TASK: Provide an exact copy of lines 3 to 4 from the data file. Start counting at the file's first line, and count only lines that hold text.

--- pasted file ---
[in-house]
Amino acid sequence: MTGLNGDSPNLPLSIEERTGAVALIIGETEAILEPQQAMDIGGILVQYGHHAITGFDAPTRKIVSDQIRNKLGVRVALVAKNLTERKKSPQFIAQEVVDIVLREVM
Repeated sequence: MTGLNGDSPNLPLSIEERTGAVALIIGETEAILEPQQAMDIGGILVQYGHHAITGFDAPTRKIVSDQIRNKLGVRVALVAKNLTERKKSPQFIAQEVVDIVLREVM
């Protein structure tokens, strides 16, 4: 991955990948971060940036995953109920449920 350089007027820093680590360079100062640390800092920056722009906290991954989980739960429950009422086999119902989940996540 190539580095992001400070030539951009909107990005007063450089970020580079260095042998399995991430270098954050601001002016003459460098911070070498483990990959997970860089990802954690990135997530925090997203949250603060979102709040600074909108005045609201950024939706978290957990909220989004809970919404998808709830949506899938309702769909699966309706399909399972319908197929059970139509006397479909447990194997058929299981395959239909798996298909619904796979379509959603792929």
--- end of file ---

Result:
Repeated sequence: MTGLNGDSPNLPLSIEERTGAVALIIGETEAILEPQQAMDIGGILVQYGHHAITGFDAPTRKIVSDQIRNKLGVRVALVAKNLTERKKSPQFIAQEVVDIVLREVM
């Protein structure tokens, strides 16, 4: 991955990948971060940036995953109920449920 350089007027820093680590360079100062640390800092920056722009906290991954989980739960429950009422086999119902989940996540 190539580095992001400070030539951009909107990005007063450089970020580079260095042998399995991430270098954050601001002016003459460098911070070498483990990959997970860089990802954690990135997530925090997203949250603060979102709040600074909108005045609201950024939706978290957990909220989004809970919404998808709830949506899938309702769909699966309706399909399972319908197929059970139509006397479909447990194997058929299981395959239909798996298909619904796979379509959603792929």